But that was what all these were – flashes in the pan. Even in the nothingness that was Philippine football, hope was the one thing that nobody among those who followed the national team dared to surrender, if for no other reason than the sad fact that there was really nothing else to hang on to except one’s hope. But as soon as the candle of hope started to flicker tentatively in the dark, its fire was quickly extinguished and the years began to pass again without so much a glimmer of even the most modest of successes.

The arrival of cable television had been both a boon and a bane. On the one hand, one could now watch the national team live; on the other hand, it could also be an exercise of extreme masochism.


Those who watched the 1-13 slaughter by the Indonesians in the Tiger Cup at the Bung Karno in the previous decade would understand exactly what I mean. A casual fan would have hopped channels. However, those of us who watched the game were football fans; and more importantly, we were all Filipinos. We cannot choose to be Filipinos only when things are going well! We are Filipinos even if we are in the most distasteful and humiliating of circumstances!

I could have hopped channels if I was merely a football fan; but the Filipino in me dictated that I stayed glued to the television set even if it meant that goal after goal that hit the back of the net was like a stiletto being plunged deep into one’s gut. It was painful.

There was this other time when our team had the utter temerity to actually lead Thailand in another Tiger Cup match in Bangkok. Were we not all on the edge of our seats whilst all the time praying to the Almighty that just this one time, we be granted one moment of relief from the years of barrenness? Alas, Thailand awoke from its stupor and – in the end – we meekly accepted what we all had come to expect through all those years as a matter of course whenever a referee blew his whistle at the end of ninety minutes.


Those who know me personally would attest to how frequently I have said over the years that if this country learns to eventually embrace the beautiful game at all and have a national team that we can all be proud of, it would inevitably be something for me to enjoy only from the other side.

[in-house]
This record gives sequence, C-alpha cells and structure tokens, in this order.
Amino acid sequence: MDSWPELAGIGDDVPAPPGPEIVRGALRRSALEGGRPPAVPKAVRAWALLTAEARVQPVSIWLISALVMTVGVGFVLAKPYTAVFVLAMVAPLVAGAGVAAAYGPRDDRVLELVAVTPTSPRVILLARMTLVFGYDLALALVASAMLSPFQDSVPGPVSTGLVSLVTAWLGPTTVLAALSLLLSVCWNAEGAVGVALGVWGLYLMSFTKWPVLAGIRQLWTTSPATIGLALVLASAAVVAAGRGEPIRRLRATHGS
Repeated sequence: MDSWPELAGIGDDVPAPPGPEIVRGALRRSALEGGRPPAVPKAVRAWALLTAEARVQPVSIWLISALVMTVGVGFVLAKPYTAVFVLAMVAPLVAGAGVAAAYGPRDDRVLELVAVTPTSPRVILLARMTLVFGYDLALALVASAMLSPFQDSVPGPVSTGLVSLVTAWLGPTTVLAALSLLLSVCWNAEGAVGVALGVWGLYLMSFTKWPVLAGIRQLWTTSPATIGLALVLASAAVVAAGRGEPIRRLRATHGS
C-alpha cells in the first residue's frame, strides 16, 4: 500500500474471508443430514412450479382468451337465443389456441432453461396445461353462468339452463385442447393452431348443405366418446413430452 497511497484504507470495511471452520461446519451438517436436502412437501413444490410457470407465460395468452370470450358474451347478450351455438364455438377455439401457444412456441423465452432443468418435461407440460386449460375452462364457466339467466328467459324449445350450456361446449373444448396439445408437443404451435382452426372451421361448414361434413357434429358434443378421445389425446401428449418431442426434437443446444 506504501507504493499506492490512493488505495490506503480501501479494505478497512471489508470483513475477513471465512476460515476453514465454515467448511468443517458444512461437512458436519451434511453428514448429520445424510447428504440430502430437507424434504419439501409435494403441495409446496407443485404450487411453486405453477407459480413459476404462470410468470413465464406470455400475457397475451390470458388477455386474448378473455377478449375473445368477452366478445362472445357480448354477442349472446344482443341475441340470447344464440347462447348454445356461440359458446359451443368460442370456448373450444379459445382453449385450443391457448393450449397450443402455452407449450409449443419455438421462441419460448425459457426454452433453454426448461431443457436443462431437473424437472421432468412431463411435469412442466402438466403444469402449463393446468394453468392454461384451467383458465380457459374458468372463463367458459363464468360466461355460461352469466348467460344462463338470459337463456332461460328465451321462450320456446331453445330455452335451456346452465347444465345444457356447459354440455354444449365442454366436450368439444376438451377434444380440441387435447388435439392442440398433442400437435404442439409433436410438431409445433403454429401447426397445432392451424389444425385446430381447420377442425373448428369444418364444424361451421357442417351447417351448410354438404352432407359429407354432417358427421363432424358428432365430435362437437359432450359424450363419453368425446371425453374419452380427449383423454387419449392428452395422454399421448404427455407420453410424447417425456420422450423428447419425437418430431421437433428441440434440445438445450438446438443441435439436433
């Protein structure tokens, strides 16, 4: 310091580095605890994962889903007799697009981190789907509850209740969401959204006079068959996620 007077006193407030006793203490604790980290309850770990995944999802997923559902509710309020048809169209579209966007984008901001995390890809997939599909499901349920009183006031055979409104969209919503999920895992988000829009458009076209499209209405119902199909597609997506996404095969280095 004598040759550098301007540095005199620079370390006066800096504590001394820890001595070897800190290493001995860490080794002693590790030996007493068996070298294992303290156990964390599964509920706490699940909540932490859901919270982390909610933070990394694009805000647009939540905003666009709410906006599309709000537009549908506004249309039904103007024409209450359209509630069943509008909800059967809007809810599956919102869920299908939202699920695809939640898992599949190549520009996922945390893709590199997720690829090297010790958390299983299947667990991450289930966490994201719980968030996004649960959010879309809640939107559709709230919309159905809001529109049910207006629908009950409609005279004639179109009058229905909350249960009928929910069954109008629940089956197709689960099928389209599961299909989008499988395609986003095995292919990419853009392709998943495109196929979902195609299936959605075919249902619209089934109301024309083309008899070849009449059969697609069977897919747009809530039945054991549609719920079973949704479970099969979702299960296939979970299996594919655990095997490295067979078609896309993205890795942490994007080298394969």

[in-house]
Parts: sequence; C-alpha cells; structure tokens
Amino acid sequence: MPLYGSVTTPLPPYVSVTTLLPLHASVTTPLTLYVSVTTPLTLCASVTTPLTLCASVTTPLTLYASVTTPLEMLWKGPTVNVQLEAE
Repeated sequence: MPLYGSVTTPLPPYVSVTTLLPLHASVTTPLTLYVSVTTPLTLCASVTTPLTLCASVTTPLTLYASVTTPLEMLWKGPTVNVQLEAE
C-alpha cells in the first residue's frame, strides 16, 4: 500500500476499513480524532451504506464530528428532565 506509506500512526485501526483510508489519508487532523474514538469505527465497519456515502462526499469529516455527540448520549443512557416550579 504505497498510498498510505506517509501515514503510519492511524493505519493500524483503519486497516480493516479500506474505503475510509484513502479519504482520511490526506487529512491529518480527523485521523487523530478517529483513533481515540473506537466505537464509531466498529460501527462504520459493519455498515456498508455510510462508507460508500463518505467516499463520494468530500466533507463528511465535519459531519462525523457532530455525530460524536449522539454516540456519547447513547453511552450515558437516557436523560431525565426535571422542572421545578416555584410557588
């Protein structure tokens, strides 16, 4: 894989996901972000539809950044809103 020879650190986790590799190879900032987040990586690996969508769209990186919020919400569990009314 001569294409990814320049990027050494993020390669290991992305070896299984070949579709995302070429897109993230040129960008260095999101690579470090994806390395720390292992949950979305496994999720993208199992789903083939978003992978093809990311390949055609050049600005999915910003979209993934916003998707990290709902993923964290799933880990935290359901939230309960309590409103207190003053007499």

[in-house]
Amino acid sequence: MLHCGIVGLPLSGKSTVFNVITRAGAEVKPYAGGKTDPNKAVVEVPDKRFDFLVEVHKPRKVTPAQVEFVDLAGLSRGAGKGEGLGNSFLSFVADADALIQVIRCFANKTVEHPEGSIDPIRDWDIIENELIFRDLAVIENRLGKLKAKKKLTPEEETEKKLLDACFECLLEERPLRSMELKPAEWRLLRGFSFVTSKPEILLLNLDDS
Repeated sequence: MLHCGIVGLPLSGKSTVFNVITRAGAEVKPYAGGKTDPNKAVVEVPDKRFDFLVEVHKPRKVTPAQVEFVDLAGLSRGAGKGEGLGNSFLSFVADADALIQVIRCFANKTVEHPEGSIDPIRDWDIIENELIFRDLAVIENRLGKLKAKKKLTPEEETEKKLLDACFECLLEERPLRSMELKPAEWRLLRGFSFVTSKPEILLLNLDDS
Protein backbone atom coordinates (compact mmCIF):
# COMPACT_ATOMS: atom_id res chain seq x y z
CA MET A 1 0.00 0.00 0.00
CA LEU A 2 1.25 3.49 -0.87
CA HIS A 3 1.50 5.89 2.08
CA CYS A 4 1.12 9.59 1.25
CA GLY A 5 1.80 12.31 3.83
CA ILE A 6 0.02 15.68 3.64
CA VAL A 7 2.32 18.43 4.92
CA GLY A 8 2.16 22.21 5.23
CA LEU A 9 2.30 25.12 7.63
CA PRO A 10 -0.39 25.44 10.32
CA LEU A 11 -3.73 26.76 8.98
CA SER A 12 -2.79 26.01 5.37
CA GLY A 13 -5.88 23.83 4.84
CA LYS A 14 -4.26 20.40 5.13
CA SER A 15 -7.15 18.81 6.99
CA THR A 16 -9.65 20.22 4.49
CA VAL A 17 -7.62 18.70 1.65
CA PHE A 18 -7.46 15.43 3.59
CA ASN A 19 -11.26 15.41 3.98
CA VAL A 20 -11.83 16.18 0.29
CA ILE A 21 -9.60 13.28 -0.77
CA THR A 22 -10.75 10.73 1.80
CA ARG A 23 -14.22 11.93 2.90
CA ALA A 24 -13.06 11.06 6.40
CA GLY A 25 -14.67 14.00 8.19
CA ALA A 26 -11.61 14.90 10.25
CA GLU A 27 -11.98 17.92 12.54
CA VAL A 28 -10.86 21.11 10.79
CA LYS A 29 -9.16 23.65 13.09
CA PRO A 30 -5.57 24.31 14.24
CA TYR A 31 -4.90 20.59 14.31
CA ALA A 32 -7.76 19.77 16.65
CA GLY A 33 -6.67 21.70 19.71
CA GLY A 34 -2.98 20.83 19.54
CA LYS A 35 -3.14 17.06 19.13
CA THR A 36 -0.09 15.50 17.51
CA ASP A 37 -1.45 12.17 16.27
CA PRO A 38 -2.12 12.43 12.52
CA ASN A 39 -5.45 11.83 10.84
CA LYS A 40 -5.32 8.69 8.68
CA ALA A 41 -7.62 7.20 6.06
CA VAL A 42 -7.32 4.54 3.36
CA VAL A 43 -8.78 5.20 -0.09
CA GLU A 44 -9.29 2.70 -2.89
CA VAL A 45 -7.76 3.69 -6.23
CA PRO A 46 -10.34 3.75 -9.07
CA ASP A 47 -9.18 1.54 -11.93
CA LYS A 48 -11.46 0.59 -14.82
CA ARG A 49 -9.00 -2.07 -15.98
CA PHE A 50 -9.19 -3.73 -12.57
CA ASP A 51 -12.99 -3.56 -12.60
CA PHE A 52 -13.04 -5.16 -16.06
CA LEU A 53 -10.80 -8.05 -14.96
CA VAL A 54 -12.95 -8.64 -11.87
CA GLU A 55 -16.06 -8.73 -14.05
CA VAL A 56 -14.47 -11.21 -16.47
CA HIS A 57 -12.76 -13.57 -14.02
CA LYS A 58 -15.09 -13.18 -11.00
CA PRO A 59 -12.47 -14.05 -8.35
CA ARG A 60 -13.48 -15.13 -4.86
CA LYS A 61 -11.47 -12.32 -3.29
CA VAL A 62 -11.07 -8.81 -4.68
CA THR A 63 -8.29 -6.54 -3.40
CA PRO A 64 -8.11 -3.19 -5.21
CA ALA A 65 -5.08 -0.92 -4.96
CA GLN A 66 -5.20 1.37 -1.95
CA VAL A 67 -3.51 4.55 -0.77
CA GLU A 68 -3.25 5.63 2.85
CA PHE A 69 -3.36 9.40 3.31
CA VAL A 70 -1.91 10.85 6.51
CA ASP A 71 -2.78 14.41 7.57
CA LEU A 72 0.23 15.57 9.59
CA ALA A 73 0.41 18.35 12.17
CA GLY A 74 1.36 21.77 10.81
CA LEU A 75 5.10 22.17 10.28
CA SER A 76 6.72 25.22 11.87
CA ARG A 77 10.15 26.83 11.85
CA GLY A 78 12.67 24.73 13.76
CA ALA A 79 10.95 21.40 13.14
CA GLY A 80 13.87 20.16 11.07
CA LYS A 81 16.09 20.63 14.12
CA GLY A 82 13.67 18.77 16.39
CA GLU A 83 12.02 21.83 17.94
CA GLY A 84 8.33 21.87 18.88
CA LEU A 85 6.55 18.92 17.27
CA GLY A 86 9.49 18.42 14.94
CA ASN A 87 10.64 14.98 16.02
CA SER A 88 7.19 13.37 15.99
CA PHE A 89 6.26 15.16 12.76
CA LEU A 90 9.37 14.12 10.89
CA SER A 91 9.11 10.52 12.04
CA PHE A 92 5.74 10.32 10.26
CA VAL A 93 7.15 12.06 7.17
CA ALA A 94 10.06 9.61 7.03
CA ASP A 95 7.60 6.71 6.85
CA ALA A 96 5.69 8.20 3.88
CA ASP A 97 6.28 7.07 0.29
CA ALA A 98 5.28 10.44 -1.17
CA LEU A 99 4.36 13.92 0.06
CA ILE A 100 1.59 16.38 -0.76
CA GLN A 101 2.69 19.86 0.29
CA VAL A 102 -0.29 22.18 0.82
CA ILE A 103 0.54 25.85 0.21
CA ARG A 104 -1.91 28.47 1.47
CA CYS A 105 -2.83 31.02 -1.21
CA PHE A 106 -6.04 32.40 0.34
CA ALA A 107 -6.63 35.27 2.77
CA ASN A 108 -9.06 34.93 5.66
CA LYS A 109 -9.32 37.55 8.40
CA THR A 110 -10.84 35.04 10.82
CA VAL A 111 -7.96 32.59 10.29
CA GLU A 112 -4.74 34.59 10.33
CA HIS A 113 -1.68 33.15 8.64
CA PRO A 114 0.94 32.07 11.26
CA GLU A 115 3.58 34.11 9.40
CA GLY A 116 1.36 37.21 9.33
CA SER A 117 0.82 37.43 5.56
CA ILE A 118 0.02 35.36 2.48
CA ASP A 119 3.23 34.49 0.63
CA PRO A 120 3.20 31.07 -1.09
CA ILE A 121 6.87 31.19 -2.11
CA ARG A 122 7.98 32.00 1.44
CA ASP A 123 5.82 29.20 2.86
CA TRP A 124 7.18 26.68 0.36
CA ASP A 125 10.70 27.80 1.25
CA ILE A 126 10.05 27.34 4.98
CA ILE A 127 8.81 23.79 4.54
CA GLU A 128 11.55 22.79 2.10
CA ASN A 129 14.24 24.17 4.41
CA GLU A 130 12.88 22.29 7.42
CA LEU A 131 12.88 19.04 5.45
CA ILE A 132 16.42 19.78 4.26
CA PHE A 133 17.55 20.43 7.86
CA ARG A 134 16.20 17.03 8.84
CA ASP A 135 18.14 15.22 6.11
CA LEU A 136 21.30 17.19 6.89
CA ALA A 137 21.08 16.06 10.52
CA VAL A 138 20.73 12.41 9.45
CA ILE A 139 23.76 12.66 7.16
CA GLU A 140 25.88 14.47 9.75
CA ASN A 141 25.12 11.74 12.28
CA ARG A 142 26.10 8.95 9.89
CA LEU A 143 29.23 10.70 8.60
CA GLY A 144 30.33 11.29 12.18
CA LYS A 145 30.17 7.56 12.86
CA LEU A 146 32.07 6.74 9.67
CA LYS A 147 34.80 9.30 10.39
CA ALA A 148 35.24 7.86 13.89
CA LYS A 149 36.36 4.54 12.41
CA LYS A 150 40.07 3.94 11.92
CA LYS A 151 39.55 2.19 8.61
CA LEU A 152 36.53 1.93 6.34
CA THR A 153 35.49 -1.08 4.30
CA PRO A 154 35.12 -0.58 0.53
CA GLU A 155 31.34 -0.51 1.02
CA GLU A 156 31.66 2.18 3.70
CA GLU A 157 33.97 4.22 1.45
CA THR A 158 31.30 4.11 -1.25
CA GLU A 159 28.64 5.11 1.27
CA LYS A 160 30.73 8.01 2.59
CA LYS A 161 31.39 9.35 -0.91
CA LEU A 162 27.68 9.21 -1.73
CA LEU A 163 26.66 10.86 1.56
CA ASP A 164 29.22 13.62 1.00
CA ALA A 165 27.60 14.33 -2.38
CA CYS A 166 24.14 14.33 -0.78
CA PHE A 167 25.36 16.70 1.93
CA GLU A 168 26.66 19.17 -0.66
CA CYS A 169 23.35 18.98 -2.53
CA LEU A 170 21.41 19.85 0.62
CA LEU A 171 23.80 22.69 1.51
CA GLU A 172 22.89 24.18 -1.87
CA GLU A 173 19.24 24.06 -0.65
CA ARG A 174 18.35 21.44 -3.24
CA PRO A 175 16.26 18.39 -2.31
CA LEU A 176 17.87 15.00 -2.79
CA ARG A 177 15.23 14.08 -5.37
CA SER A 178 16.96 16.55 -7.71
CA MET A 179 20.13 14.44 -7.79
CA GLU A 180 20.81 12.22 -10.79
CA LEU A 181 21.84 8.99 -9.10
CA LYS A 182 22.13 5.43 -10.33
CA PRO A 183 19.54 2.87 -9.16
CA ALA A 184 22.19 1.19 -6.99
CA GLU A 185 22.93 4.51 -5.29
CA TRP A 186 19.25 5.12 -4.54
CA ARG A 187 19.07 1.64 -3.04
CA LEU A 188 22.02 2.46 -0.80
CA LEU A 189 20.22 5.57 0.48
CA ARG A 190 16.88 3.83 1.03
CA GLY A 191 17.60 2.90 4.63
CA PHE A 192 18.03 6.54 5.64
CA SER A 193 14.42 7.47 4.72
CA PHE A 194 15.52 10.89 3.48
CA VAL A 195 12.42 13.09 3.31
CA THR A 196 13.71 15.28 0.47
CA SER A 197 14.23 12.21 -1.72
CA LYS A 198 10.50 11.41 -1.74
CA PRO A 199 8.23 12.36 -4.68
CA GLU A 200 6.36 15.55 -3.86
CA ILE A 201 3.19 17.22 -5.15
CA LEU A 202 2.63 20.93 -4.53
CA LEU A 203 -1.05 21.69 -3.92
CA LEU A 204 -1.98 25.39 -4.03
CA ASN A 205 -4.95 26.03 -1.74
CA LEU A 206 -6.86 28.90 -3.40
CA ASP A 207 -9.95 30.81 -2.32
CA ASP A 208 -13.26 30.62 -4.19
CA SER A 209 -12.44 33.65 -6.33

I have hoped all these years; but there comes a time in one’s life when pragmatism just appears to be saying it will not happen. But I, of little faith…

December 2010, on a chilly night in a city called Hanoi, at a time that He rather than any of us chose, God brought an end to the decades of pain. He twisted Chris Greatwich’s body so that he could reach the ball and blew a gust of wind to nudge the ball away from the diving Vietnamese ‘keeper’s hands. And the rest, as the worn-out cliché goes, has been history…

It has been such a euphoric last ten months that we all seem to have come to the point when not even a heartbreaking loss can deflate the feeling of goodwill that this nation suddenly has not only for the national team but – in a greater context – for the beautiful game. There are days when I still feel like I need to pinch myself just to make sure that everything has been for real. The pain is no longer there, replaced by heady days when hope is not merely something one held on to because there was nothing else but instead something that promises a new dawn that one now knows will eventually arrive.

Eh-lees seh-keet, eh-lees pain then? Bless you, Etheridge! Even if you did not know the more profound significance of that advertising tag line you were uttering…